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Discussion Starter · #1 · (Edited)
I have a set of 5 year old twin does. They are kept in a large pen and fed a diet primarily of hay.

One of them was found laying down unable to get up Thursday night. I am in extreme trouble financially, so I thought I would try some home remedies. It looked me like she was bloated so I gave her some baking soda. Later I gave her some vegetable oil and she had some good deep burps.

She can't even hold up her head, though she can turn it. She's laying on her side, and I'm turning her every two hours. When I turn her over I've been offering her baking soda and hay. I have some goat electrolytes that I've been mixing up and giving to her with a large turkey baster. I lean her up against me to get her upright for 10 to 15 minutes while I pat her to try and help her burp.

She has a good appetite. I'm going to a feed store tomorrow to get her some vitamin B and dewormer. The inside of her eyelid is pale pink. Is it all right to give her dewormer when she's so weak? Is there something I should try that I haven't tried?
 

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Does she have any swelling under her jaw (bottlejaw)? I am not the best person for trying to help with this type of problem. I would start with getting some B complex into her--injectable is best. If you think she is anemic, get either Red Cell or injectable iron and give that to her. And...take her temperature. Low temp could mean that she has rumen problems. High temp could mean infection or virus.
 

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Make sure she stays upright/sternal.
Use hay bales on each side of her or something which can help her stay upright.

What is her temp and lower eyelid coloring?

Is her rumen working? Listen to and try to feel for ruminate sounds and movement on left side.

As mentioned, start fortified vit b complex SQ. 6 cc’s per 100lbs.

Are her eyes twitching/darting?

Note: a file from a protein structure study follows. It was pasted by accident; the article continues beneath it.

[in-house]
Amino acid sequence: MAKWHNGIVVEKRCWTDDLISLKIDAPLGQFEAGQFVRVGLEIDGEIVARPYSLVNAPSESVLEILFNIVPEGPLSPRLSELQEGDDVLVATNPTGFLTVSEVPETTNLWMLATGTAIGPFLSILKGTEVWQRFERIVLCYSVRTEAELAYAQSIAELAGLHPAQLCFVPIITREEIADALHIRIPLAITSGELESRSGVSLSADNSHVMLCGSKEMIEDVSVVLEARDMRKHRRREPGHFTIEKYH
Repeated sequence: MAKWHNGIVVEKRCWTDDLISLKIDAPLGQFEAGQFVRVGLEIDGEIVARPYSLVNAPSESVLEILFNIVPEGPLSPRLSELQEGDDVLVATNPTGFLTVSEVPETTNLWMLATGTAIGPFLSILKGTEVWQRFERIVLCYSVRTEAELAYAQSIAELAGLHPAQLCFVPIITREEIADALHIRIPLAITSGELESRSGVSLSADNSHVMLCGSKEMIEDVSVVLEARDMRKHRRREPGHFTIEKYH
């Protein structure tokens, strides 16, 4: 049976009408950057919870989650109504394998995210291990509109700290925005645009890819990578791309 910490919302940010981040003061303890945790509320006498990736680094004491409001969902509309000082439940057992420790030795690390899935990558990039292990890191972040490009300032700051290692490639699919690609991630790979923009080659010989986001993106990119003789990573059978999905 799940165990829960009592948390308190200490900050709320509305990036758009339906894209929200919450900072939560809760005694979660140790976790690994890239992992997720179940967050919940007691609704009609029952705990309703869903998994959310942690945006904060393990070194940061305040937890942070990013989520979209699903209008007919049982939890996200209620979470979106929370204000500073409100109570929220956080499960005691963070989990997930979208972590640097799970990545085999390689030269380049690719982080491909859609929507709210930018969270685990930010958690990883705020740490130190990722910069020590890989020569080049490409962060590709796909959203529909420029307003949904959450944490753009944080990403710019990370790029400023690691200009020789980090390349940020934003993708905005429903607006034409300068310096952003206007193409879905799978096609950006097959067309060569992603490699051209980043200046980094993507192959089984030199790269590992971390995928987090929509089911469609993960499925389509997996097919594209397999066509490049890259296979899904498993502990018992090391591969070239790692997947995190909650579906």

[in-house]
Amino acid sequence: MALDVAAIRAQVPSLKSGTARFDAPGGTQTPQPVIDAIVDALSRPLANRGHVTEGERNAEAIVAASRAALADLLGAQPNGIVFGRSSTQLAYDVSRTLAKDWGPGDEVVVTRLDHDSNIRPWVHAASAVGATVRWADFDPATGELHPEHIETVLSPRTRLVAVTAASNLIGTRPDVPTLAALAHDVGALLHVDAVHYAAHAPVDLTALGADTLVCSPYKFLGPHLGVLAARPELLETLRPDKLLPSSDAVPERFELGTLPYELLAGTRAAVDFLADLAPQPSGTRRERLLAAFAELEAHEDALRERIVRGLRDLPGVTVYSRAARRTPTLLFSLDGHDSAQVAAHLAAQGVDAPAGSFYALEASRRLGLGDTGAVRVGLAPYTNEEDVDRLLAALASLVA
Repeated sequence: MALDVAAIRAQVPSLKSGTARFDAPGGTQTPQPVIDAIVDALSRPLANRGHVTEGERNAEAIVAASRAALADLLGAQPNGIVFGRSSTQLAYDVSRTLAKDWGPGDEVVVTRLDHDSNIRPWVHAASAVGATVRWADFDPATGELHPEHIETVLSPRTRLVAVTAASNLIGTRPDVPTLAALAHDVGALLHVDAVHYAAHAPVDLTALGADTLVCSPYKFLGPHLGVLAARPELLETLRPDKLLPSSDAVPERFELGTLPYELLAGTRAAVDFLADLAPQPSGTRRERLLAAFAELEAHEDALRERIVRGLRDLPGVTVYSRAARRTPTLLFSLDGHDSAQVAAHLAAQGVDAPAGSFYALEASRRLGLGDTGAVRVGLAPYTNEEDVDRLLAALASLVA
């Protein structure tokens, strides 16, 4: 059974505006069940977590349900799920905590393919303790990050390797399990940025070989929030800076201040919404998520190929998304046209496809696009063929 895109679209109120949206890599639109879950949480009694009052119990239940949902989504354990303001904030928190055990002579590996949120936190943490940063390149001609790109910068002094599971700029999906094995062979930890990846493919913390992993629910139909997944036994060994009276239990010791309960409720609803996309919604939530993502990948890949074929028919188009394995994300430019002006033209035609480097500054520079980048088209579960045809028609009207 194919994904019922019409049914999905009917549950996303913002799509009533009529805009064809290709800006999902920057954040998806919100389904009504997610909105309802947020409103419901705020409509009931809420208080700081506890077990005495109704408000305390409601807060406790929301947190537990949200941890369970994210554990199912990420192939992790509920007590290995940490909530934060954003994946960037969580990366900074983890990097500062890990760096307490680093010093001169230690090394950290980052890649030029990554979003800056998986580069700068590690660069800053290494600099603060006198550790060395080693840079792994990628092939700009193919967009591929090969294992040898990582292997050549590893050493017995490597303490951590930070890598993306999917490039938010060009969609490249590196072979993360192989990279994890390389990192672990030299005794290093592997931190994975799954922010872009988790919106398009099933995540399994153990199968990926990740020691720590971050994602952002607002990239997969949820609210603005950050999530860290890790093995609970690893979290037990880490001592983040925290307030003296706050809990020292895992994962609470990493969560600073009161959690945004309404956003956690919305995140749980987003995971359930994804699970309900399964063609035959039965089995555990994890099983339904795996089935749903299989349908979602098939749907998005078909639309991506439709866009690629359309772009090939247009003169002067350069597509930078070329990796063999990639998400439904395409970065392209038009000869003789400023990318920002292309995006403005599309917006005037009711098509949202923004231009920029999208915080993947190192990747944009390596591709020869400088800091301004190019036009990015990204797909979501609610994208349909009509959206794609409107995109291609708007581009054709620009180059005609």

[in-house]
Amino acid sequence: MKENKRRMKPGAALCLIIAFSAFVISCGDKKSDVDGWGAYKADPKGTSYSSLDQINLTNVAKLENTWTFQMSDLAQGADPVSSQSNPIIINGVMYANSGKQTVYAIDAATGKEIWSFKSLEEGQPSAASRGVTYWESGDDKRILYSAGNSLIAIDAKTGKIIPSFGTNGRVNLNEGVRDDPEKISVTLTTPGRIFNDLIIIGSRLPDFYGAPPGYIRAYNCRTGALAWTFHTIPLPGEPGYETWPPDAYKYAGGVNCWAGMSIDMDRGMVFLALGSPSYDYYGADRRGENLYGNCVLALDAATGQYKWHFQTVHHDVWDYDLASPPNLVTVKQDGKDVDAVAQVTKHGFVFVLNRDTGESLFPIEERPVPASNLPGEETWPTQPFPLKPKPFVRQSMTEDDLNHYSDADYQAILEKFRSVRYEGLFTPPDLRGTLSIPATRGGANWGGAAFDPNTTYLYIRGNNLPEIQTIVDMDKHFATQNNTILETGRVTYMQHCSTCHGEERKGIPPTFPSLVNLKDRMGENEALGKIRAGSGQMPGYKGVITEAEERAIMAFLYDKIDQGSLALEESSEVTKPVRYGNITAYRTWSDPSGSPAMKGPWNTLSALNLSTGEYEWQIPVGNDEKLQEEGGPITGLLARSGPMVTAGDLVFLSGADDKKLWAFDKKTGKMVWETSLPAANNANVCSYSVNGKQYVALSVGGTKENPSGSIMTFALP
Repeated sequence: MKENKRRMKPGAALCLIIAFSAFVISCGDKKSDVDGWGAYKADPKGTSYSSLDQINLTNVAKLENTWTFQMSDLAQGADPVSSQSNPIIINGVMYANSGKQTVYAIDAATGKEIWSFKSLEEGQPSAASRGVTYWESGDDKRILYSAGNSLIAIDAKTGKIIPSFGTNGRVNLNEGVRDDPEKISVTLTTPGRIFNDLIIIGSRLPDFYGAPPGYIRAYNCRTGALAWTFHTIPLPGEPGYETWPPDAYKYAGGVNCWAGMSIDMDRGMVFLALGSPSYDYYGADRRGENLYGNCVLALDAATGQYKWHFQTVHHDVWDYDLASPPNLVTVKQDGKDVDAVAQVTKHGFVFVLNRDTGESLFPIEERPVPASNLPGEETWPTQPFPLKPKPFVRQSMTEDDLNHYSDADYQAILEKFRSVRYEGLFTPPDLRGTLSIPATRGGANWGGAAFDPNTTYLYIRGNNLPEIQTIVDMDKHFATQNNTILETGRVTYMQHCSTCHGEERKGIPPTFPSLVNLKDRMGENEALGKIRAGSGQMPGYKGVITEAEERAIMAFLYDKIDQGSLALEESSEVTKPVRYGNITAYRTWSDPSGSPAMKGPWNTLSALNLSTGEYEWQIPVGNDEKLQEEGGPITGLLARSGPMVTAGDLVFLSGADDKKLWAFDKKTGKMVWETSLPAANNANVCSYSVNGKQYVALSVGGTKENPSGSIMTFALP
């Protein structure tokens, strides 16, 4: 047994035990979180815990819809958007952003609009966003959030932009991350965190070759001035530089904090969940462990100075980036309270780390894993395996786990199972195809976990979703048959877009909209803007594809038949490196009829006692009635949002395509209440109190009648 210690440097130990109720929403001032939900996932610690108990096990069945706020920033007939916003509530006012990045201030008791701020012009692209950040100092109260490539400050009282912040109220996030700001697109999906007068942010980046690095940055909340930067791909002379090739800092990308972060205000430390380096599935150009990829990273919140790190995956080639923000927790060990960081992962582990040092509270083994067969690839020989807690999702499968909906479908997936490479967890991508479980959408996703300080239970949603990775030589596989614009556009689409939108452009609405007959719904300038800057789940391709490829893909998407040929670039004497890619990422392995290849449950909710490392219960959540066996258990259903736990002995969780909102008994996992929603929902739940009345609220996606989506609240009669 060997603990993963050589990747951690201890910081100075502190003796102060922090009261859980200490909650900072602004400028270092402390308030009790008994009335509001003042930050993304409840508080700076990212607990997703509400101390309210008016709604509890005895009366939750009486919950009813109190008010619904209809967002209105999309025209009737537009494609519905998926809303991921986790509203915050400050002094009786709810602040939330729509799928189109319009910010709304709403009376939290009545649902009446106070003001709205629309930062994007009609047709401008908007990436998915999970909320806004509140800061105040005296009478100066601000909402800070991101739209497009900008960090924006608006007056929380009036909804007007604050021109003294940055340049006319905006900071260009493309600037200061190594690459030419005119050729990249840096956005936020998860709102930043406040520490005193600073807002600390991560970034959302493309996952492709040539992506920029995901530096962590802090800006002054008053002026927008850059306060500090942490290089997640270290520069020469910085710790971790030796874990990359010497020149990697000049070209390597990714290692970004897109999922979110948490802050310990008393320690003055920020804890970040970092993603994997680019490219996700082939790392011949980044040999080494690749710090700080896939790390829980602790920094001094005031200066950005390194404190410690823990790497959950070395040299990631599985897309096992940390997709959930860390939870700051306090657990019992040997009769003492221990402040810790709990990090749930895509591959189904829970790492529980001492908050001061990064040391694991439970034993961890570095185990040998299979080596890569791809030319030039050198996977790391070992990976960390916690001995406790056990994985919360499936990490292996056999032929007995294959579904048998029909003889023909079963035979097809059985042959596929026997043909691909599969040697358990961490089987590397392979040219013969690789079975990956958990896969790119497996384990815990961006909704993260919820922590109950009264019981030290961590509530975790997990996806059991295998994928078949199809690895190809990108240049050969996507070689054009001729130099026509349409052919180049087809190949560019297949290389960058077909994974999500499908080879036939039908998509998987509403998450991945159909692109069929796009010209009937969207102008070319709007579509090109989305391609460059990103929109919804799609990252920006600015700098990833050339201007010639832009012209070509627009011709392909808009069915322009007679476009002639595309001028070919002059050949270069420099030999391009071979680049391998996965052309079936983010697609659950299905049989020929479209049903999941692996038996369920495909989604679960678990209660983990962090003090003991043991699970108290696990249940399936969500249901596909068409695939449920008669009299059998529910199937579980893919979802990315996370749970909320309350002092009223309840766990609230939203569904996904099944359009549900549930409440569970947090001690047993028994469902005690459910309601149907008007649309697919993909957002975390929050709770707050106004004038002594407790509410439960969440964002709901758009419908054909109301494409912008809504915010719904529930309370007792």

Is her head rolled back into her flank or side?

This goat really needs a vet as soon as possible, I am afraid to say. :(
 

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Discussion Starter · #7 ·
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Her temperature was 100° yesterday evening.

I live in a very urban area, no deer here. Both goats live in a large pen, I don't see how it's possible for her to have gotten into something poisonous.

She's pooping normally.

When I checked her eyelids last night they were pale pink.

She's very floppy. She'll kick her legs a little when I roll her over, but she can't hold her head up at all. Someone suggested propping her up, but I don't know what to do with her head.
 

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Discussion Starter · #9 ·
I've been checking her for bloat. When I'm massage her left side there's just a little bit of gas, it's soft. Her rumen feels like slightly softened clay.

I don't know what it's supposed to feel like, is that normal?
 

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Discussion Starter · #10 ·
Someone on another board suggested I feed her a mixture of blackstrap molasses and yogurt with a clove of minced garlic and a tablespoon of apple cider vinegar. I gave her 30 cc last night and she seemed to love it. Is it okay for her?
 

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Discussion Starter · #11 · (Edited)
I just checked her temperature, 99.4°. Her left eye was slightly out of sync with her right, which scared me to death. I think it might have been from laying on her right side overnight. Once I got some water and food into her and propped her up against me for a few minutes, they were both working fine again.

She still grabbing at hay when I bring it near her mouth. I gathered her some fresh leaves and she liked that even more.

Her back legs looked a little stiff, but when I pressed on the hooves they moved normally. She pushed back against me with her back legs. Her front legs seem more loosey-goosey. Her head still flops on her neck.